Two simultaneous earthquakes caused alarm on Vancouver Island Friday afternoon.
The quakes, struck at 12:40 p.m. and were located close together off the coast of the Island, 50 miles from Port Alice.
One of the quakes was 23 kilometres deep and measured 6.4 on the Richter scale, while the other was only two kilomtres deep and measured 6.7.
A bulletin from the Provincial Emergency Program (PEP) said there are no areas of coastal British Columbia at risk because of the quakes.
The tremblor, which lasted for 15 to 20 seconds, was felt strongly by Bowser resident Gail Carr.
“I was sitting at my computer and the whole house shook — the floor, the roof, everything,” she said. “even the hanging plant was moving in the kitchen.”
Carr ran outside and remained there as she waited to see if more quakes would come.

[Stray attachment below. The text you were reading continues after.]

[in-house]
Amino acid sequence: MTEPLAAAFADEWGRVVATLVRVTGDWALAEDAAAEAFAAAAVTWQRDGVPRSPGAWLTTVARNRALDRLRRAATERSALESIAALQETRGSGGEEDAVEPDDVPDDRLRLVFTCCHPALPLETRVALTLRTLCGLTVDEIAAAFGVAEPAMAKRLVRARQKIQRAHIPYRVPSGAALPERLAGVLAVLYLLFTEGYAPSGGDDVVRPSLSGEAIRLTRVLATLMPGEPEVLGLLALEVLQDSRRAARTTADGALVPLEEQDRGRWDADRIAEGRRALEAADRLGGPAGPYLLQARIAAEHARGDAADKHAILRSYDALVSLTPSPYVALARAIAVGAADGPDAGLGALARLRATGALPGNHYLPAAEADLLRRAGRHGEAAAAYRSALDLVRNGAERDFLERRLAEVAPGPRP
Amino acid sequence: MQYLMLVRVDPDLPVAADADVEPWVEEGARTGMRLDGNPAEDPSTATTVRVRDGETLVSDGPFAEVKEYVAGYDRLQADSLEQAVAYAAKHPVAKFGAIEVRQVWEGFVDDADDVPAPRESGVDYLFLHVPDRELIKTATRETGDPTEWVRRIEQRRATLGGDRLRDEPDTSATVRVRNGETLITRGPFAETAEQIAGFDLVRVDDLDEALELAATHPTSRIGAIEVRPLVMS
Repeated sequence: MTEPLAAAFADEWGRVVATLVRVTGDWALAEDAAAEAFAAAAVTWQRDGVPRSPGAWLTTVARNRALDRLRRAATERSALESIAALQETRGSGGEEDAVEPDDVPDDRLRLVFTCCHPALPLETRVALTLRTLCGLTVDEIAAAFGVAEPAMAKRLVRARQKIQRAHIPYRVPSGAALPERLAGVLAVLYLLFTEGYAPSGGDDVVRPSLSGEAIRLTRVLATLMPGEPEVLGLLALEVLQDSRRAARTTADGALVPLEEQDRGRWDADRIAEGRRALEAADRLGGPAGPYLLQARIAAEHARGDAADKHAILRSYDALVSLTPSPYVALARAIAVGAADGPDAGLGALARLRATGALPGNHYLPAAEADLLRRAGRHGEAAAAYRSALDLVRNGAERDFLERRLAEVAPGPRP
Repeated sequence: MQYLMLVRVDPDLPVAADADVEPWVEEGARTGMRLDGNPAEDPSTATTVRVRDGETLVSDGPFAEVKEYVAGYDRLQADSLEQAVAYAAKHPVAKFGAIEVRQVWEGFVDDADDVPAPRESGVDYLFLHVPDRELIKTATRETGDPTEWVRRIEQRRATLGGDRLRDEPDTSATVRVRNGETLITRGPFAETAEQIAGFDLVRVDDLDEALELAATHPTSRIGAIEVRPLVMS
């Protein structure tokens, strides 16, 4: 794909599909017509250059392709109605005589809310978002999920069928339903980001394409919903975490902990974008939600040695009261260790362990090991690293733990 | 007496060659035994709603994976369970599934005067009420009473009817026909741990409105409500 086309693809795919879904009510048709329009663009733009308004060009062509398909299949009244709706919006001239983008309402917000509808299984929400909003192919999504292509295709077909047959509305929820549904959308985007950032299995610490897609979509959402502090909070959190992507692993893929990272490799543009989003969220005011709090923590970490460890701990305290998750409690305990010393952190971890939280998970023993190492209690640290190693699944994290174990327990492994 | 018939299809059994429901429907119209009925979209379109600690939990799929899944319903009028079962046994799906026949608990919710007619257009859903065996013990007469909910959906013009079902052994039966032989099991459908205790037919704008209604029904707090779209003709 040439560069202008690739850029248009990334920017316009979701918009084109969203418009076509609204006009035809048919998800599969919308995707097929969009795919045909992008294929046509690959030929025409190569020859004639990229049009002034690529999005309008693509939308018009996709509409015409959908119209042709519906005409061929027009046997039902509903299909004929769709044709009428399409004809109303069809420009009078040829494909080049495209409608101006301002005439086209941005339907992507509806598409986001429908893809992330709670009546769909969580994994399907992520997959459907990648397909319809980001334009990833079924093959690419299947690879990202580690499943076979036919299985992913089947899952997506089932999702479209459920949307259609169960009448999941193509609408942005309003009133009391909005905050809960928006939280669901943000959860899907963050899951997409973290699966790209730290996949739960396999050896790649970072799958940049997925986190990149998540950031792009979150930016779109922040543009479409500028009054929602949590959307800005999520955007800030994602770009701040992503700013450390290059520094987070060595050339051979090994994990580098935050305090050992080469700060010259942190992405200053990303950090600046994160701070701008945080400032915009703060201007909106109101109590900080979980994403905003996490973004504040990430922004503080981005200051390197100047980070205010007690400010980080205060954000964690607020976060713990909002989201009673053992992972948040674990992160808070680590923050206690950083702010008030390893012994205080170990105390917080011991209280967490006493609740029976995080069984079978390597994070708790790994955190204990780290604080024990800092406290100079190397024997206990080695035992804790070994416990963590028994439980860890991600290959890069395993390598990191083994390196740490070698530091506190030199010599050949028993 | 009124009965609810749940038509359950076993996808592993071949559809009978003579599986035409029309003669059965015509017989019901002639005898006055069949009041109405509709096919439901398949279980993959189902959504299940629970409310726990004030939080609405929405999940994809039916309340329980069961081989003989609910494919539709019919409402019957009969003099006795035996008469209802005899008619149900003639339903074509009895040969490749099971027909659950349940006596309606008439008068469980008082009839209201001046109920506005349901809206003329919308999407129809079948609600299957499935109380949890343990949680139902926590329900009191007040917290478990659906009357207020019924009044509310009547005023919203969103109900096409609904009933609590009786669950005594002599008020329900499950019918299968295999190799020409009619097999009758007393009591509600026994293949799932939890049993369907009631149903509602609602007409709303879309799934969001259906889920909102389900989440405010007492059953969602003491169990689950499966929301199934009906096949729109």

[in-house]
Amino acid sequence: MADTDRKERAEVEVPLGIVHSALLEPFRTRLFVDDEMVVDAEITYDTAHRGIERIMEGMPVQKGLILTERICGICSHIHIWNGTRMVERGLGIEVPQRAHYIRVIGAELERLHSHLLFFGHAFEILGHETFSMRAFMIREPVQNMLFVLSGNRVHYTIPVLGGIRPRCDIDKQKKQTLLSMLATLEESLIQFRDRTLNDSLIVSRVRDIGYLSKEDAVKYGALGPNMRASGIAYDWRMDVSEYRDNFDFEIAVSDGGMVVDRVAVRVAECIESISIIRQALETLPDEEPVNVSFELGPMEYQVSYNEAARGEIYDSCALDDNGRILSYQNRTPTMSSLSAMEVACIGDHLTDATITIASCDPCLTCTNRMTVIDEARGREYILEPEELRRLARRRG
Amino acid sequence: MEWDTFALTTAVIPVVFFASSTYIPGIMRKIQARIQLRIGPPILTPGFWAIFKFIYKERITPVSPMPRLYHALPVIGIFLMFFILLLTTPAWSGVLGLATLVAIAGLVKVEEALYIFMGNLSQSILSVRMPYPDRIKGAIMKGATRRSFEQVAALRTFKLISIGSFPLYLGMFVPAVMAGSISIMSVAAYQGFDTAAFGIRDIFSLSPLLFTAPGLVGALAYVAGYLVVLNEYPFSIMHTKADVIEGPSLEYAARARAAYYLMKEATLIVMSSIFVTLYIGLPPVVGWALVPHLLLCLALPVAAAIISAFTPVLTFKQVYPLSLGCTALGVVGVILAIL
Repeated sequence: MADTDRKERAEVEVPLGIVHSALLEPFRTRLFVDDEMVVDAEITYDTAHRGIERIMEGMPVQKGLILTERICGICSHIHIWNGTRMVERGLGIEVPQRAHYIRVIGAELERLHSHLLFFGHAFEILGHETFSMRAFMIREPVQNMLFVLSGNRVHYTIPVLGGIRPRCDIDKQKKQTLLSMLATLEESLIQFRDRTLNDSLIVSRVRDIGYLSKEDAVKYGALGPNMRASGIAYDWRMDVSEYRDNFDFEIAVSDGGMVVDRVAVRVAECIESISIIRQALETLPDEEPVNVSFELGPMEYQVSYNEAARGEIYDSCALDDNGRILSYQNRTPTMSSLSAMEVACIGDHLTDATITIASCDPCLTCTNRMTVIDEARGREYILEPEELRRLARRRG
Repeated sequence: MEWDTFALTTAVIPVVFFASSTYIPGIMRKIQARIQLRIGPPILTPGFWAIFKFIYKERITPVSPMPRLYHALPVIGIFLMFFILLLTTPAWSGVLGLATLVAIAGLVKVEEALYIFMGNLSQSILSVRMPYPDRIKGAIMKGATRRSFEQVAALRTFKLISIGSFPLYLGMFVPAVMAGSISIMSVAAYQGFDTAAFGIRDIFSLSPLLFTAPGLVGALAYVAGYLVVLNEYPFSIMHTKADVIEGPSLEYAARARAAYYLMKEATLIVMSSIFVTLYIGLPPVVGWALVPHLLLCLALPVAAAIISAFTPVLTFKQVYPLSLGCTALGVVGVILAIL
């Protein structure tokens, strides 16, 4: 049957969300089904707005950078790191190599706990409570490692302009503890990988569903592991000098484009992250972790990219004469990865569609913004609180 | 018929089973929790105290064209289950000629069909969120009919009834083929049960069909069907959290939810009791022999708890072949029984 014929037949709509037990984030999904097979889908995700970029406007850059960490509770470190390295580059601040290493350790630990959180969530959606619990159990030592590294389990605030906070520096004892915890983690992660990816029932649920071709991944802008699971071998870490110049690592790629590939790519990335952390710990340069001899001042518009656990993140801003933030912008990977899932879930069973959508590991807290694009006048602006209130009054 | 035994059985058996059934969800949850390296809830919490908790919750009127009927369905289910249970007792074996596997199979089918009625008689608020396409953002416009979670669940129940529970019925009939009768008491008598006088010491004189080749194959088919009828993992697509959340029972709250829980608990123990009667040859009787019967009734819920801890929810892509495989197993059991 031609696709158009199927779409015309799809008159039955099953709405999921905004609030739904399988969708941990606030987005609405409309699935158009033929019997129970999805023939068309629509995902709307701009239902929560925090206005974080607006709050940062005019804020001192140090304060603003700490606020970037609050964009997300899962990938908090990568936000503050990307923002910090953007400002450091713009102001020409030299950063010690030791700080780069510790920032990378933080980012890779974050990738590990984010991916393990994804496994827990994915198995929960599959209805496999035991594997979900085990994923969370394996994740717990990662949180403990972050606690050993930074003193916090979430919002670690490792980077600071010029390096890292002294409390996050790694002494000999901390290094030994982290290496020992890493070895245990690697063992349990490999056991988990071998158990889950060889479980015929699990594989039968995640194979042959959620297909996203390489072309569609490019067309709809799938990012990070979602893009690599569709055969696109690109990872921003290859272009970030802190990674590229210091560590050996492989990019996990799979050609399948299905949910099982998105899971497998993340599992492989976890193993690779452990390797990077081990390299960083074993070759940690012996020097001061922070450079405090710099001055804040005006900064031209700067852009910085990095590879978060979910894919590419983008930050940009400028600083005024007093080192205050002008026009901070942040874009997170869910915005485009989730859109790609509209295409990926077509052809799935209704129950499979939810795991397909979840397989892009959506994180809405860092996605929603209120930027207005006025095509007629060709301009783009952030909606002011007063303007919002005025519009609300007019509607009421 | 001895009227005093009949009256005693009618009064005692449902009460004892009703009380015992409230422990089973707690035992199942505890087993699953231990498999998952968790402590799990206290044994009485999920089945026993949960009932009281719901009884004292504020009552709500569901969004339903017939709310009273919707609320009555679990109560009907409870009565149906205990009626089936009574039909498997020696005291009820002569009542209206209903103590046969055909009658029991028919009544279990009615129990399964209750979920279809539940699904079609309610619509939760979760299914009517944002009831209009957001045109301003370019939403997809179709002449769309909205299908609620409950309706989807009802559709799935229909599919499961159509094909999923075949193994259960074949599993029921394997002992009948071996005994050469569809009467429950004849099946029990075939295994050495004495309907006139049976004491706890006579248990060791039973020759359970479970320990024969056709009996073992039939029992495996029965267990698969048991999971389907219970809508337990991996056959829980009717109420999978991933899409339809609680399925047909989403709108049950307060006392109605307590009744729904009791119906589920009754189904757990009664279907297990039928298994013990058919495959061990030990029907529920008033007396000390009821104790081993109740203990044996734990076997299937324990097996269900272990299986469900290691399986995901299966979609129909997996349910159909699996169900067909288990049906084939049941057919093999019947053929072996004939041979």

Qualicum Woods resident Myrett Drummond also felt the shaking.
“The desk and chair were going in a small circle,” she said. “I’ve got a fan with hanging controls and they were swinging a bit, too, but not wildly.”
In a statement, Simon Fraser Unversitygeologist Brent Ward said the quake likely originated from stress built up due to the oceanic Juan de Fuca plate subducting under the North American plate.
“This quake would have been most strongly felt in small communities on the west coast of Vancouver Island, such as Gold River and Zebalos, and possibly in Tofino and Ucluelet,” he said.
Check back with The News for updated developments.